The Covid-19 global pandemic has caused many changes to ripple throughout the workplace. Some of these changes have been more challenging than others, and some changes have (with hindsight) been for the better. In fact, a year on from the days when ‘pandemic’ was first murmured throughout the workplace, it is now a brilliant time to reflect and think ahead. It is also a poignant time to ask ourselves, ‘Should we adopt a ‘Hybrid Workplace’? Below we will explore more.
What positive changes have you seen in your business?
The pandemic caused a lot of uncertainty, and times have certainly been testing for many. However, many reported positive changes within the workplace and their general work environment. Many employees and employers were suddenly thrust into the trials and tribulations of homeworking, whilst many also had to juggle home schooling too.
Has home working really been that bad? Many employers have seen an increase in the productivity levels of their team. Employees rose to the challenge and did so commendably, showcasing just how capable teams can be when remote working. It enabled workers to work more flexibly to better suit the needs of their families alongside work commitments. Flexible working patterns come hand-in-hand with a happier, more satisfied workforce.
Remote working has also sparked creativity and problem-solving skills within teams. Many have had to adapt, pivot and find new ways to go about their work. This innovation will prove invaluable as time goes on.
How viable is remote working in the long term?
Many businesses have seen the undeniable proof that their teams can work effectively from a distance. Over the past year, communication tools and business software have proven invaluable and many have felt grateful for how incredible technology can be in enabling us all to work remotely with relative ease.
Whether you use Zoom, Microsoft Teams and Google Meet, we have been spoilt for choice. Each business has had to find the software to meet their demands and then equip and upskill their team accordingly. That can often be the hardest part of adapting to remote working, and it’s already been accomplished. Therefore, everything is set up for remote working in the long run.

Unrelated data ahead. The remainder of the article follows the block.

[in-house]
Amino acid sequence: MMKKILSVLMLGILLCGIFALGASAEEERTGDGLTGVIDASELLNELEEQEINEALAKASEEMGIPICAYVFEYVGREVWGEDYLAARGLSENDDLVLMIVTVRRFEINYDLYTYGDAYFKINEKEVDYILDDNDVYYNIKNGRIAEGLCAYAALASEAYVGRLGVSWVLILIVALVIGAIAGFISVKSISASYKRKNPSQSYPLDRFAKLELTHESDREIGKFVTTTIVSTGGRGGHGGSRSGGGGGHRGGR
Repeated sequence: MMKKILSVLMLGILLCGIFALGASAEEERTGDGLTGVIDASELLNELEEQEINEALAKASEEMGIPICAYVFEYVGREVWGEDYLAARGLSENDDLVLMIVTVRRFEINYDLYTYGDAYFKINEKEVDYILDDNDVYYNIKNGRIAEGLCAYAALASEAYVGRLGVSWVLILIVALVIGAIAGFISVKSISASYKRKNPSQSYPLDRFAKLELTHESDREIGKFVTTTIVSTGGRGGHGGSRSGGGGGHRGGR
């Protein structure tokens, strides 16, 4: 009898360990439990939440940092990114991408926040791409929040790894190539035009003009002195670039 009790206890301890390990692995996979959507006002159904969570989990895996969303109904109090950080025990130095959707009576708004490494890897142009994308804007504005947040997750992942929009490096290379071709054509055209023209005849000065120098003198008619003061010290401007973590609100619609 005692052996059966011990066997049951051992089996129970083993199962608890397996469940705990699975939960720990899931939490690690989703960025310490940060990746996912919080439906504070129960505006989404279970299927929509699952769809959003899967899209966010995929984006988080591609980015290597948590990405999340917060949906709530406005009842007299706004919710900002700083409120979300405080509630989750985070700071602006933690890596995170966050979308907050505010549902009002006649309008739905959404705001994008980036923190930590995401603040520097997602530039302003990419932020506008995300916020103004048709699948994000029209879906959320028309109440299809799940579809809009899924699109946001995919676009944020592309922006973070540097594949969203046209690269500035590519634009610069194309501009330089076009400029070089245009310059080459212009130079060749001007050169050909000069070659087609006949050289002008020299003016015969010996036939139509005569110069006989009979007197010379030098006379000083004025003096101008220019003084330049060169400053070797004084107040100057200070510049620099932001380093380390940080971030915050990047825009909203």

Office costs have been cut drastically, with some businesses even closing their physical premises for the foreseeable future. This reduction in costs can then be used wisely elsewhere within the business.
With the tools and software in place, and a reduction in costs, it is almost time to consider whether remote working should continue. In fact, could more businesses attempt to adopt a hybrid workplace in future?
The ongoing health and safety concerns
The rollout of the Covid-19 vaccination is likely to take some time, and unfortunately the long-term situation is still unclear. A lot of businesses have spent the last several months ensuring that their workplace is Covid secure (which still matters as the vaccine doesn’t guarantee 100% efficacy). The long-term elimination of Covid-19 concerns may never be achieved. In the meantime, a hybrid workplace offers a choice.
Some employees may be vulnerable and may still prefer to work in their own home. Others may have found that they have enjoyed the flexibility of working from home to suit their own individual, or family needs. Some of your team may have found that they’re more productive or driven at home, some less distracted. Whereas others may have really struggled to adapt to remote working and will jump at the chance to be back in the office environment again.
Where does your business stand?
It’s important to take some time to reflect and focus on how your business has found the past year. Consider what positives (and negatives) you can take from the whole experience. Perhaps you’ve discovered that flexible working has suited your team, or that morale is in need of a boost. Maybe you want to combine the two types of working. One thing the pandemic has taught us is that we, as humans, are versatile. Perhaps we can utilise this knowledge to embrace an adaptable approach to working long term.
What are your thoughts on a hybrid workplace? Have you found that certain elements of remote working have gone well? Have certain parts of it not worked well?